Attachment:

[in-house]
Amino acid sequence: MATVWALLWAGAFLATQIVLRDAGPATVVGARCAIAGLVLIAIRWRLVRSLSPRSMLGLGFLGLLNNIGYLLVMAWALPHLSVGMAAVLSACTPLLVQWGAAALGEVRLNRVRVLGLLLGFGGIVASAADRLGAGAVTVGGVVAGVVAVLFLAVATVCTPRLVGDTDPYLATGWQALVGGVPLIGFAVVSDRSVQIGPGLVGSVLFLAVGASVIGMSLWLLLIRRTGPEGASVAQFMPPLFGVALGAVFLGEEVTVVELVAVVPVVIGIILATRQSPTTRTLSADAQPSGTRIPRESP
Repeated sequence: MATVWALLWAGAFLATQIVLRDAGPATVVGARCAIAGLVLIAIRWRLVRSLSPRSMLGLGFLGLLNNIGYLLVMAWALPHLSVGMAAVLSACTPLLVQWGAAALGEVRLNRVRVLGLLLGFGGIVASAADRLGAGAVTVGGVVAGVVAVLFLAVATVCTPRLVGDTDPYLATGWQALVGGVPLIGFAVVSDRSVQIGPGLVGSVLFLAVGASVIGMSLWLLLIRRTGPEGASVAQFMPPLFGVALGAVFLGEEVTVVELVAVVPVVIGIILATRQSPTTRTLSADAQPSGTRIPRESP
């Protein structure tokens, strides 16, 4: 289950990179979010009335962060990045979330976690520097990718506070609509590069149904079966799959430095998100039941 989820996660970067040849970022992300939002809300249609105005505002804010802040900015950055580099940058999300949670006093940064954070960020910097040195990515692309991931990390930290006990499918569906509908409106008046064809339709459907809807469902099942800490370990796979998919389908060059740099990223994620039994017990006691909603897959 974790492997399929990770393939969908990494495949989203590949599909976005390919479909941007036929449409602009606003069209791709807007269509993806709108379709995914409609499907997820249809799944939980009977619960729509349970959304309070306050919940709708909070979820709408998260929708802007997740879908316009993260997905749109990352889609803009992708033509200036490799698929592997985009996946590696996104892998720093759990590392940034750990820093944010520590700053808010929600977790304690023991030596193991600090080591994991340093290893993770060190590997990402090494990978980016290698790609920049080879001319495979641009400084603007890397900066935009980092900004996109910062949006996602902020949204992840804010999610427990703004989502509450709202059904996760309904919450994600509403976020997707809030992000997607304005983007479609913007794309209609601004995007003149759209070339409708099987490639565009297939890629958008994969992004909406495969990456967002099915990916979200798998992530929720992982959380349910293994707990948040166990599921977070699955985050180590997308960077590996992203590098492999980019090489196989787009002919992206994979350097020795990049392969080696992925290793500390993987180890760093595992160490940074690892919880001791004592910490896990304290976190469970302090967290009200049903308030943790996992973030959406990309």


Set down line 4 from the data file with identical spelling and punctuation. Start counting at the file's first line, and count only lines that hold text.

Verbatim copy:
């Protein structure tokens, strides 16, 4: 289950990179979010009335962060990045979330976690520097990718506070609509590069149904079966799959430095998100039941 989820996660970067040849970022992300939002809300249609105005505002804010802040900015950055580099940058999300949670006093940064954070960020910097040195990515692309991931990390930290006990499918569906509908409106008046064809339709459907809807469902099942800490370990796979998919389908060059740099990223994620039994017990006691909603897959 974790492997399929990770393939969908990494495949989203590949599909976005390919479909941007036929449409602009606003069209791709807007269509993806709108379709995914409609499907997820249809799944939980009977619960729509349970959304309070306050919940709708909070979820709408998260929708802007997740879908316009993260997905749109990352889609803009992708033509200036490799698929592997985009996946590696996104892998720093759990590392940034750990820093944010520590700053808010929600977790304690023991030596193991600090080591994991340093290893993770060190590997990402090494990978980016290698790609920049080879001319495979641009400084603007890397900066935009980092900004996109910062949006996602902020949204992840804010999610427990703004989502509450709202059904996760309904919450994600509403976020997707809030992000997607304005983007479609913007794309209609601004995007003149759209070339409708099987490639565009297939890629958008994969992004909406495969990456967002099915990916979200798998992530929720992982959380349910293994707990948040166990599921977070699955985050180590997308960077590996992203590098492999980019090489196989787009002919992206994979350097020795990049392969080696992925290793500390993987180890760093595992160490940074690892919880001791004592910490896990304290976190469970302090967290009200049903308030943790996992973030959406990309």